radare2 malloc://1024 -c "e asm.arch=x86; e asm.bits=32; aei; aeim; wx $(rasm2 -a x86 -b 32 -f yoloBot.x86-32.asm) @100; aer PC=100; aer SP=SP+100; 150ds; s 0x0; V\!"
This executes 150 instructions of bot code and opens the visual mode of
radare2. You can now just scroll through the memory view and check for large blocks that consist of only null bytes. Finding such blocks of memory that haven’t been overwritten is an indicator for an inefficient bot, since you might also just miss your opponent in battle:
You can profile variants of your bot using this method and choose the most efficient one afterwards.
I won’t paste the full code here, you’ll have to reverse it yourself :D However, I’m going to describe the general structure:
In the first phase, the bot will populate the registers:
call init init: [...] mov ebx, 0xc3c3c3c3 ; ret instructions mov ecx, ebx ; dito mov edx, 0x400 ; end of arena mov edi, <stage 4 code> mov esi, <stage 4 code> mov ebp, <stage 4 code> call stage_1
0xc3 values are being used to (hopefully) cause the opponent to crash by causing it to perform a
ret instruction. I’m using two registers full of these bytes that will be used in a later stage. To keep track of the end of the arena, which is at
EDX register is used.
My bot is a replicator. This means that it contains code for another execution stage in its registers, namely
EBP. The bot will repeatedly push these registers and perform a jump into the resulting code and execute it all over again. You can find a detailed description of this technique in this post. It’s important to fit the whole last stage into the registers that are still available for use.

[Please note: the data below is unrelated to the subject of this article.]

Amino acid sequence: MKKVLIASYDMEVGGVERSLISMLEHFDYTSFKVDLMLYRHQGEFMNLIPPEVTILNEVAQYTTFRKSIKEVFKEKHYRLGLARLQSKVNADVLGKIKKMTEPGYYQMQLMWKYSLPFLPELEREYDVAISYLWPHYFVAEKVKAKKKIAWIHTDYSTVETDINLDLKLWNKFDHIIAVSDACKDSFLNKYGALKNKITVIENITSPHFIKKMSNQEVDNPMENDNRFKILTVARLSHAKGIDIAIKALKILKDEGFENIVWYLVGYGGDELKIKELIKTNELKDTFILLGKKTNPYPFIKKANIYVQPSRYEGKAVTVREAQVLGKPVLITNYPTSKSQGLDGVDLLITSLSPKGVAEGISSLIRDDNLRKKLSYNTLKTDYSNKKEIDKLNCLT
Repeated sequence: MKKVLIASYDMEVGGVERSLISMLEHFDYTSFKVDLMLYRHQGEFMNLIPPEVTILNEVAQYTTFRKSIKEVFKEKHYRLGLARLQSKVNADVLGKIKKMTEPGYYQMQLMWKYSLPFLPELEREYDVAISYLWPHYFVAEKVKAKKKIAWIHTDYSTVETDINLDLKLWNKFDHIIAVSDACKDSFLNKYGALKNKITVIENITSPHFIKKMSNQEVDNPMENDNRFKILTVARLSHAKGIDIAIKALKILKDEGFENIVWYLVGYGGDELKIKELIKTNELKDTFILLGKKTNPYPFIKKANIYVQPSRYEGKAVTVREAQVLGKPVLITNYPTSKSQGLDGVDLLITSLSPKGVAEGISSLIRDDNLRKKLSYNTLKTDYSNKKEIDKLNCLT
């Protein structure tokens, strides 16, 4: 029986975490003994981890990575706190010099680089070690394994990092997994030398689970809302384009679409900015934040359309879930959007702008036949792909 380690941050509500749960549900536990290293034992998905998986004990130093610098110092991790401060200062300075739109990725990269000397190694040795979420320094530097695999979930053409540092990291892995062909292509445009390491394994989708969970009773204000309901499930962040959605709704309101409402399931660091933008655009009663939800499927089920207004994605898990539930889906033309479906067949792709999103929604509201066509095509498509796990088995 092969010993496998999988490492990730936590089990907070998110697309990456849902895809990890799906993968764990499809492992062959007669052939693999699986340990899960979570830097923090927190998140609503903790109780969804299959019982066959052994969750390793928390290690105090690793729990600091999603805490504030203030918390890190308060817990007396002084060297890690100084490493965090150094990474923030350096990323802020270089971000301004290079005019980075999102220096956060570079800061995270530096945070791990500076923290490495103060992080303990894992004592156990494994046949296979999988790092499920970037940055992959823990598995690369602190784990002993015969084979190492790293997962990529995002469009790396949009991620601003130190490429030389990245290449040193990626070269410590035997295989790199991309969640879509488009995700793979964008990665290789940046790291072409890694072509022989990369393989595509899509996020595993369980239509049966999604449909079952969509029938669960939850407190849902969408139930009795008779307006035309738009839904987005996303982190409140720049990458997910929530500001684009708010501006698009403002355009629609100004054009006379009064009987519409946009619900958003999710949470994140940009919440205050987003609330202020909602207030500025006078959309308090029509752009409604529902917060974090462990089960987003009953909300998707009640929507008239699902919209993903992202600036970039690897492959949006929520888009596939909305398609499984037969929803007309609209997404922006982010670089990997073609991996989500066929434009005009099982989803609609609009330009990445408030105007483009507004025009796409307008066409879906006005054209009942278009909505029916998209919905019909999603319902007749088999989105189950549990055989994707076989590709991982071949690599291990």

In the second stage, the bot wipes the end and the start of the memory region since many bots try to be sneaky and hide in these places. I should’ve also wiped the middle of the memory region since this year’s winner decided to hide there as well. Hmm, maybe next year :)
The third stage migrates into the first quarter of the memory region and initiates the replication process:
mov esp, eax ; relocate to `eax` pushad [...] jmp esp ; execute 4th stage (embedded into registers and now written to memory)
The fourth and last stage performs an infinite loop. It adds a carefully crafted static offset to
ESP (lol), pushes the embedded code and jumps to it again. I’ve tried to fit as many
pushad instructions into this stage as possible. One neat trick allowed me to save additional space for one more
pushad – you can compare two registers and move a value in case one has a greater value than the other in a single instruction:
cmovg esp, eax ; enter arena from start - we are outside
This instruction avoids writing outside of the arena, which would count as an invalid instruction.
And that’s it :)
- You have to search for fast write instructions or otherwise another bot might chase yours and you will lose eventually
- Be aware that people at r2con will and are able to reverse your bot while it’s running on the screen, since the whole code is displayed on there. Looking at you, Anisse :D